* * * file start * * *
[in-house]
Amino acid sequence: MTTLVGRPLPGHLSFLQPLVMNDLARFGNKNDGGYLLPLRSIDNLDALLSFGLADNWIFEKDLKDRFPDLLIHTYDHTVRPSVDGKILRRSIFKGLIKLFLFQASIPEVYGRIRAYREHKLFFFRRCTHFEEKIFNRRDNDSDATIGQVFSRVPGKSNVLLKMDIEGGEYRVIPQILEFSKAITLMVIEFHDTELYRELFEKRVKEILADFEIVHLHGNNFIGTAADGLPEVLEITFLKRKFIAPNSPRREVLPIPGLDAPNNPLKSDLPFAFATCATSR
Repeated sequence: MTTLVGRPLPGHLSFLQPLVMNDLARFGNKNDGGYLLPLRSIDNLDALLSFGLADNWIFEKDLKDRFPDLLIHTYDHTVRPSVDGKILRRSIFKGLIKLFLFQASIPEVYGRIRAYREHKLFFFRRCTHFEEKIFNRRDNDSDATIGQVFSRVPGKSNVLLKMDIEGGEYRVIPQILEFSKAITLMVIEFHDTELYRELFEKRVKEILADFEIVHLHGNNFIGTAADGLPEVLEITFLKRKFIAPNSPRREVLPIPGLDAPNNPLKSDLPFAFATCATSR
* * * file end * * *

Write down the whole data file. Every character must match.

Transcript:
[in-house]
Amino acid sequence: MTTLVGRPLPGHLSFLQPLVMNDLARFGNKNDGGYLLPLRSIDNLDALLSFGLADNWIFEKDLKDRFPDLLIHTYDHTVRPSVDGKILRRSIFKGLIKLFLFQASIPEVYGRIRAYREHKLFFFRRCTHFEEKIFNRRDNDSDATIGQVFSRVPGKSNVLLKMDIEGGEYRVIPQILEFSKAITLMVIEFHDTELYRELFEKRVKEILADFEIVHLHGNNFIGTAADGLPEVLEITFLKRKFIAPNSPRREVLPIPGLDAPNNPLKSDLPFAFATCATSR
Repeated sequence: MTTLVGRPLPGHLSFLQPLVMNDLARFGNKNDGGYLLPLRSIDNLDALLSFGLADNWIFEKDLKDRFPDLLIHTYDHTVRPSVDGKILRRSIFKGLIKLFLFQASIPEVYGRIRAYREHKLFFFRRCTHFEEKIFNRRDNDSDATIGQVFSRVPGKSNVLLKMDIEGGEYRVIPQILEFSKAITLMVIEFHDTELYRELFEKRVKEILADFEIVHLHGNNFIGTAADGLPEVLEITFLKRKFIAPNSPRREVLPIPGLDAPNNPLKSDLPFAFATCATSR